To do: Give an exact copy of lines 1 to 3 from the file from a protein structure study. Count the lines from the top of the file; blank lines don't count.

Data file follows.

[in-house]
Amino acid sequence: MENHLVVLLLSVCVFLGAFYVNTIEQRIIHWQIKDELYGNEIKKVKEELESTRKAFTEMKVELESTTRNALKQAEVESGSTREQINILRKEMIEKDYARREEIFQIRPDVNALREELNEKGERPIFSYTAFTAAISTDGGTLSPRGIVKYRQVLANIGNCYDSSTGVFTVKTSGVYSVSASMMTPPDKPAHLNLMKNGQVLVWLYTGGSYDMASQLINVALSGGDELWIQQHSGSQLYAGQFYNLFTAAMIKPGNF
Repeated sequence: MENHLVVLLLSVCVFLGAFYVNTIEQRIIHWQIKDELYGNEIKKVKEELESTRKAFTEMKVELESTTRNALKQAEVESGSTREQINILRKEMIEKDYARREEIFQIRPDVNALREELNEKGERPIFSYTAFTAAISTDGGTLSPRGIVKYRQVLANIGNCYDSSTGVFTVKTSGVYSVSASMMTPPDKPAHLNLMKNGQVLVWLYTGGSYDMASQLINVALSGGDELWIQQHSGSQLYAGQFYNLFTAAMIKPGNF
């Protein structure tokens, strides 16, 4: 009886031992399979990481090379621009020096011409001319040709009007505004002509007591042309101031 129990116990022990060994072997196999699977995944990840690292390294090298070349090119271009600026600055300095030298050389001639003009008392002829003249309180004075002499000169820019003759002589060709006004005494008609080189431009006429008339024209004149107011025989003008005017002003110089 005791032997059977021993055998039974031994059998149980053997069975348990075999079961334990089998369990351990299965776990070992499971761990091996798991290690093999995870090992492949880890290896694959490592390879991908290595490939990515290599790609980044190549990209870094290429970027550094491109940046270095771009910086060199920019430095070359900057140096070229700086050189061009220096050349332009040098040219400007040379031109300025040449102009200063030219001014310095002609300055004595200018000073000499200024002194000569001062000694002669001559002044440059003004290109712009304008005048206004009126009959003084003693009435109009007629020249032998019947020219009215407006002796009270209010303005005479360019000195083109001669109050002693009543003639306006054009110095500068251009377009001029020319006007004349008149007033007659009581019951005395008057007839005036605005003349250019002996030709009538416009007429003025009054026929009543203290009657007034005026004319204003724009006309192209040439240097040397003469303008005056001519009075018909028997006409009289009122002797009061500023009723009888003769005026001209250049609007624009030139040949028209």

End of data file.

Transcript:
[in-house]
Amino acid sequence: MENHLVVLLLSVCVFLGAFYVNTIEQRIIHWQIKDELYGNEIKKVKEELESTRKAFTEMKVELESTTRNALKQAEVESGSTREQINILRKEMIEKDYARREEIFQIRPDVNALREELNEKGERPIFSYTAFTAAISTDGGTLSPRGIVKYRQVLANIGNCYDSSTGVFTVKTSGVYSVSASMMTPPDKPAHLNLMKNGQVLVWLYTGGSYDMASQLINVALSGGDELWIQQHSGSQLYAGQFYNLFTAAMIKPGNF
Repeated sequence: MENHLVVLLLSVCVFLGAFYVNTIEQRIIHWQIKDELYGNEIKKVKEELESTRKAFTEMKVELESTTRNALKQAEVESGSTREQINILRKEMIEKDYARREEIFQIRPDVNALREELNEKGERPIFSYTAFTAAISTDGGTLSPRGIVKYRQVLANIGNCYDSSTGVFTVKTSGVYSVSASMMTPPDKPAHLNLMKNGQVLVWLYTGGSYDMASQLINVALSGGDELWIQQHSGSQLYAGQFYNLFTAAMIKPGNF